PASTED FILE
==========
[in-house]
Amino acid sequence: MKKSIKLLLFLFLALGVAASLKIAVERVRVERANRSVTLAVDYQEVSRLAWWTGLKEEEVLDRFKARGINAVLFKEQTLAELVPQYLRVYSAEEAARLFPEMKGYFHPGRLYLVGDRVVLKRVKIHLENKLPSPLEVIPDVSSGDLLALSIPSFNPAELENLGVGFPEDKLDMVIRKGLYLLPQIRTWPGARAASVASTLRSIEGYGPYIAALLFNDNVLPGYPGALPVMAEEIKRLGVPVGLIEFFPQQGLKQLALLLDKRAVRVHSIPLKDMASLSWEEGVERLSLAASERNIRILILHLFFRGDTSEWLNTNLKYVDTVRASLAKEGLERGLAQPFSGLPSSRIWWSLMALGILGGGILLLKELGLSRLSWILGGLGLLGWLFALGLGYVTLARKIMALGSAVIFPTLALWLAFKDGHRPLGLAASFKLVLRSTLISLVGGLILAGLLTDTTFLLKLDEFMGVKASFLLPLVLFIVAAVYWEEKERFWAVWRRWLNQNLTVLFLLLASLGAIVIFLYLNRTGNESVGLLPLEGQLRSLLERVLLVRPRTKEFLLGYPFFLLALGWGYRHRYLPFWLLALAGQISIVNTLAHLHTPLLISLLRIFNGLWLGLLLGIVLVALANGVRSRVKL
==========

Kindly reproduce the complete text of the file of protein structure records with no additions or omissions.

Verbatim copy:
[in-house]
Amino acid sequence: MKKSIKLLLFLFLALGVAASLKIAVERVRVERANRSVTLAVDYQEVSRLAWWTGLKEEEVLDRFKARGINAVLFKEQTLAELVPQYLRVYSAEEAARLFPEMKGYFHPGRLYLVGDRVVLKRVKIHLENKLPSPLEVIPDVSSGDLLALSIPSFNPAELENLGVGFPEDKLDMVIRKGLYLLPQIRTWPGARAASVASTLRSIEGYGPYIAALLFNDNVLPGYPGALPVMAEEIKRLGVPVGLIEFFPQQGLKQLALLLDKRAVRVHSIPLKDMASLSWEEGVERLSLAASERNIRILILHLFFRGDTSEWLNTNLKYVDTVRASLAKEGLERGLAQPFSGLPSSRIWWSLMALGILGGGILLLKELGLSRLSWILGGLGLLGWLFALGLGYVTLARKIMALGSAVIFPTLALWLAFKDGHRPLGLAASFKLVLRSTLISLVGGLILAGLLTDTTFLLKLDEFMGVKASFLLPLVLFIVAAVYWEEKERFWAVWRRWLNQNLTVLFLLLASLGAIVIFLYLNRTGNESVGLLPLEGQLRSLLERVLLVRPRTKEFLLGYPFFLLALGWGYRHRYLPFWLLALAGQISIVNTLAHLHTPLLISLLRIFNGLWLGLLLGIVLVALANGVRSRVKL